Vietnam Stage Day, falling on the 12th day of the eight lunar month annually, is the definitive gathering time for long-time traditional performance artists to come together, burn incense to pay tribute to the theatre’s ancestors, share their experience as well as thoughts on these difficult times.
Noted cheo and xam singer Thanh Ngoan expressed that she and her colleague still have the chance to earn a living through their profession. Since the monthly salary from State fund cannot cover their expenses, they mostly count on being hired at major village ceremonies.
Artists from other fields of stage performance such as tuong are having it much tougher, since the performances involve dancing and singing in complex and heavy sets of costume.
Despite all that hardship, the average payment for tuong actors are only about US$7 to $8 per play, not even enough to cover the expenses.
“We usually can’t afford to think about balancing costs; it’s a blessing to get hired already, even if we have to travel very far”, said the head of Vietnam National Tuong Theater.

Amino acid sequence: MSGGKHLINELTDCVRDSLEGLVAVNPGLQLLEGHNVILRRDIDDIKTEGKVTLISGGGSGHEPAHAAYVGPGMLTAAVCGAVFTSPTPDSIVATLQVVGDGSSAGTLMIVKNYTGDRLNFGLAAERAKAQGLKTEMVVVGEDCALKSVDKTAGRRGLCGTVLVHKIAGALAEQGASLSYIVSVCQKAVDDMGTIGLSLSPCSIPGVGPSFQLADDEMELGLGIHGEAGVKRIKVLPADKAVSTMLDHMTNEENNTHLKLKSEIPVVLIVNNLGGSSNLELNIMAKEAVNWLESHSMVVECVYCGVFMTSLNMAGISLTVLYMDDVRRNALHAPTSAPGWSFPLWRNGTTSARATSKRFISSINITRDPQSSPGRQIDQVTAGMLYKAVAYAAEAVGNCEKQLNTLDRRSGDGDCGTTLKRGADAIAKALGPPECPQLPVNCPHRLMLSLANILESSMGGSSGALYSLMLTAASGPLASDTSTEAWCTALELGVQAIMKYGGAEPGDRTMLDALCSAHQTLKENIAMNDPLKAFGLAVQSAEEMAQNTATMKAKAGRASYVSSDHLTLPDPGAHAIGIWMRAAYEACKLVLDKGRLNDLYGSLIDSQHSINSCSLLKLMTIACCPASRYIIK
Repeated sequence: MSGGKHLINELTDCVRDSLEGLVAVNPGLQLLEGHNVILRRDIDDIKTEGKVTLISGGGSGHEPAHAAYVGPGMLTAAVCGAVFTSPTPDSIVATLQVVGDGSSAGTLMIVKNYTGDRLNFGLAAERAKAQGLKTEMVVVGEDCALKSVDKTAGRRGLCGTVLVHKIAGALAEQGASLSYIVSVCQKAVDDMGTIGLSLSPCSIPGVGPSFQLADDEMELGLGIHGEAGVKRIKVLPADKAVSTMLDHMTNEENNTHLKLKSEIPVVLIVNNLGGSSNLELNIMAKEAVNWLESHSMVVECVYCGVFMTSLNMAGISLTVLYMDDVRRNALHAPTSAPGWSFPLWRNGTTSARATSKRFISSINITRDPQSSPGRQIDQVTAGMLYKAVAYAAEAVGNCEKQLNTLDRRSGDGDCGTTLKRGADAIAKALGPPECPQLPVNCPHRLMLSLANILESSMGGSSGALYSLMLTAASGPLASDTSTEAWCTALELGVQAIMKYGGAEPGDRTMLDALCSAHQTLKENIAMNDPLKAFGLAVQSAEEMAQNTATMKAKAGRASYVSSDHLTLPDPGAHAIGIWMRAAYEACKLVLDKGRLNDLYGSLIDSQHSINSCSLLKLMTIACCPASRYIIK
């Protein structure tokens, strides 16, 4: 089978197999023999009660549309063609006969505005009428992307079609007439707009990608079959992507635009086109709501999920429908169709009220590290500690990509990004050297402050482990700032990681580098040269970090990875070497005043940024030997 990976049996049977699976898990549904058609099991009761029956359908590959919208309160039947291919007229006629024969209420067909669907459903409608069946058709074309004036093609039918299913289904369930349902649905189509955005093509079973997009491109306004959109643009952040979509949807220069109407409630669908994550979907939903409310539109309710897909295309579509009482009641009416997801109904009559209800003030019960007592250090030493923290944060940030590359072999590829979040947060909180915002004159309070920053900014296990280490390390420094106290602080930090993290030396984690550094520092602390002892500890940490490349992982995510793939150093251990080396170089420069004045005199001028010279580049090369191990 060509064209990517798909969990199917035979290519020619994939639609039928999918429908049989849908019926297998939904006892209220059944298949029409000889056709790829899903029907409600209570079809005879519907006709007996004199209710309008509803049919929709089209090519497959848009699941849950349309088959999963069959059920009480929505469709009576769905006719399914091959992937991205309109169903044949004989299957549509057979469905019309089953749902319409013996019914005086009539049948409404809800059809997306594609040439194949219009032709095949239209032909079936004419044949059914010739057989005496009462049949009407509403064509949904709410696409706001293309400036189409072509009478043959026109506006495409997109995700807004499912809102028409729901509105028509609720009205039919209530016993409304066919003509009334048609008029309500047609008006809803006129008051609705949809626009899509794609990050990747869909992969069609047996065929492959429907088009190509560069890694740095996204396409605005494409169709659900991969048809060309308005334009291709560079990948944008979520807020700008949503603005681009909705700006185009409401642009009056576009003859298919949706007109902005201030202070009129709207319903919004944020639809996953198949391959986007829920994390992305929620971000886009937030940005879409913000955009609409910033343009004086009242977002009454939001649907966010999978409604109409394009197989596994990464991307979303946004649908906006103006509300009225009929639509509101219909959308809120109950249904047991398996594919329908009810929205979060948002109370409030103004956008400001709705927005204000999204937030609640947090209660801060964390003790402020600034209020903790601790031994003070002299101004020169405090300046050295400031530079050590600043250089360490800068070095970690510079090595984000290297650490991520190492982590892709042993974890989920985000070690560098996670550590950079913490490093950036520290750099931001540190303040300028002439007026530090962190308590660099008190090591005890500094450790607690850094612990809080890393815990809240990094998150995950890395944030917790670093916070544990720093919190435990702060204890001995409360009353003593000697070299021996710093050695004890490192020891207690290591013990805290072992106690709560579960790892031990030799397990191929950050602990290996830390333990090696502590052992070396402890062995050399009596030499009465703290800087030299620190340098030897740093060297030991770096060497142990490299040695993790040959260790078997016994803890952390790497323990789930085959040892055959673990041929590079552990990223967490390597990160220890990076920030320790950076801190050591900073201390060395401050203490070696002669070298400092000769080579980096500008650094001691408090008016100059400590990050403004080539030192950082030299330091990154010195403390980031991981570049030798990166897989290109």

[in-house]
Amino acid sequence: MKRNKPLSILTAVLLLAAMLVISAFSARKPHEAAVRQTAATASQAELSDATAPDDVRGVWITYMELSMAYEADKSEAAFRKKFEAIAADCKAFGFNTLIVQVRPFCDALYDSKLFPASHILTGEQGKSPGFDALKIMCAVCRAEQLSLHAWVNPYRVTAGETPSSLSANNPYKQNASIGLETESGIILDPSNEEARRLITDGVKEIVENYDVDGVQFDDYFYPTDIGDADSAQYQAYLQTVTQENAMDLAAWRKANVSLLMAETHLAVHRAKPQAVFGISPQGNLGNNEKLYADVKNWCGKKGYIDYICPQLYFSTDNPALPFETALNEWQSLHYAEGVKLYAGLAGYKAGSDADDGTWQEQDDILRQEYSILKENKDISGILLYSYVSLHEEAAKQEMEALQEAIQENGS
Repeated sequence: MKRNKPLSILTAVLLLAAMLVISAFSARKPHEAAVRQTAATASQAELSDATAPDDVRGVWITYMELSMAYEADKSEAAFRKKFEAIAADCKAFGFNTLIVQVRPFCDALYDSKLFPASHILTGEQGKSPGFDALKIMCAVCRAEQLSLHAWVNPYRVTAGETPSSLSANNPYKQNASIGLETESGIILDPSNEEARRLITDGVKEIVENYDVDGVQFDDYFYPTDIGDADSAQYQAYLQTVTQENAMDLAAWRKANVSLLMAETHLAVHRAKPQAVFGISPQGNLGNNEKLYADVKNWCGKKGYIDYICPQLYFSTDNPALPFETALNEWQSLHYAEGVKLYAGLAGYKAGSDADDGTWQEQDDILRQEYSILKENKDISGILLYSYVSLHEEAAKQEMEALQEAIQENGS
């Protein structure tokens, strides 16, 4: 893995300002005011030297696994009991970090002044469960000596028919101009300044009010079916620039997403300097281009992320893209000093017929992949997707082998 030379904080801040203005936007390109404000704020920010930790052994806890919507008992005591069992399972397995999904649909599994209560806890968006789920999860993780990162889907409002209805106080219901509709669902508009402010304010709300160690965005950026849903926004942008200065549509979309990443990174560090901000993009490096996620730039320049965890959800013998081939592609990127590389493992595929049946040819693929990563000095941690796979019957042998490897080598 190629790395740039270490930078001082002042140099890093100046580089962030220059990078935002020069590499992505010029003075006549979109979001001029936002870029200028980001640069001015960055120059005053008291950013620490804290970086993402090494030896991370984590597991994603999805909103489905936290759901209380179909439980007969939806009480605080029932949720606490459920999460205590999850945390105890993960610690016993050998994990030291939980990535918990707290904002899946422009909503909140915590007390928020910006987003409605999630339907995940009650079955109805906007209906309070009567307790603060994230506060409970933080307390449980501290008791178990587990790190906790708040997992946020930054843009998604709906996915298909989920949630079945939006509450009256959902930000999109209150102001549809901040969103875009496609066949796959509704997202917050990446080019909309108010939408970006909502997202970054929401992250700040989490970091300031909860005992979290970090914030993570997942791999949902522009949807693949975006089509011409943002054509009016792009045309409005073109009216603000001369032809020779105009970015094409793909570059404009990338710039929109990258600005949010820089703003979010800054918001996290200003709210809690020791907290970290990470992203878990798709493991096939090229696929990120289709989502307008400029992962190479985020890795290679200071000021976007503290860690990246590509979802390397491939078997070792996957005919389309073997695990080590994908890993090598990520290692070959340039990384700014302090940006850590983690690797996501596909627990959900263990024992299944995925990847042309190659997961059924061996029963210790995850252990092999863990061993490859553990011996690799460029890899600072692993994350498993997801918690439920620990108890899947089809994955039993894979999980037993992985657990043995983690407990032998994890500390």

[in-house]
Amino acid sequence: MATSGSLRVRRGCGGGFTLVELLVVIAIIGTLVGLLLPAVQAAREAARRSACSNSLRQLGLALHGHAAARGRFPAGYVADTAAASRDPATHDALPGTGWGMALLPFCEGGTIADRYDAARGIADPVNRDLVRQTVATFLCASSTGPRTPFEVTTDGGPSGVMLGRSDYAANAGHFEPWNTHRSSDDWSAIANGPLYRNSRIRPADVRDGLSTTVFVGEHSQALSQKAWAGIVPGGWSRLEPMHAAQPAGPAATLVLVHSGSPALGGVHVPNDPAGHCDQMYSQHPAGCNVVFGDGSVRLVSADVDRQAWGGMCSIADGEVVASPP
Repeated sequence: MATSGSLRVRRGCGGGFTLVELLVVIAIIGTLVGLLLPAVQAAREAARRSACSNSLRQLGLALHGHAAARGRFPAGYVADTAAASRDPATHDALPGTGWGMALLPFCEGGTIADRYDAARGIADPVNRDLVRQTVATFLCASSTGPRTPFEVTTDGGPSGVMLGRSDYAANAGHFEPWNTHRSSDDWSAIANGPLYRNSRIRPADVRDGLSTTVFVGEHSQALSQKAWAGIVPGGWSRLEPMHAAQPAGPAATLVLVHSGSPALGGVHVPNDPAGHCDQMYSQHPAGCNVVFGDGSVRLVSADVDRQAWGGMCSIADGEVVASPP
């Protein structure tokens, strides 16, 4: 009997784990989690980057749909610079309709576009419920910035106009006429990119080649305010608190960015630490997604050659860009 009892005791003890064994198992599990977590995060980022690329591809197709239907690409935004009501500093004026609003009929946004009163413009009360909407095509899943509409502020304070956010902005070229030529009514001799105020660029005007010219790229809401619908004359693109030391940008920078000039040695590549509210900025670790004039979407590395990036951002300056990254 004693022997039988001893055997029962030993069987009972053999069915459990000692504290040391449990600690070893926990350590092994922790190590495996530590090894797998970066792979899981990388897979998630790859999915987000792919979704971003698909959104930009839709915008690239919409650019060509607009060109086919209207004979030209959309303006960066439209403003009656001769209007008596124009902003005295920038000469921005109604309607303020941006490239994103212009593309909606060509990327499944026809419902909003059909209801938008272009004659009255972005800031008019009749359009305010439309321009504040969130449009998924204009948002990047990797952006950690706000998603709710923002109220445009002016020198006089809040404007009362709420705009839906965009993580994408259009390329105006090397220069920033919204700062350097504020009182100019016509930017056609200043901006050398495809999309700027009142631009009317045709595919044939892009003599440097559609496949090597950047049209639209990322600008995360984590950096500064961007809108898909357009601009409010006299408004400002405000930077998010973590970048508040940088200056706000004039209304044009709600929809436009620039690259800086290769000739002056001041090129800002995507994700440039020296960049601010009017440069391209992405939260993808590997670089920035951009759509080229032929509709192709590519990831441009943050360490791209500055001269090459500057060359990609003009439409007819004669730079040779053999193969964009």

“I know that money is a pressing issue for even the most passionate performers, so we allow them to take up side gigs from time to time. It is a good thing that they can still perform somewhere”, he lamented.
It is difficult enough to stick with such a demanding profession, but the search for long-term successors is even more treacherous.
Reality has proven that pop singers are in much higher demand and also earn much more than traditional artists, so most young people would not look twice.
At the same time, traditional instrumentalists can earn more in ceremonial gigs rather than living on fixed wages working for national singing troupes.
“When traditional stages are not seeing audience, a reliable source of income that allows artists to reignite their creativity is still on paper”, said People’s Artist Le Tien Tho who recently took part in a talent contest for traditional performance art.
Many folk arts especially in the North are in danger of vanishing due to the lack of artists and occasions to perform. Experts fear these heritages will be lost forever if a new generation do not take up the stage.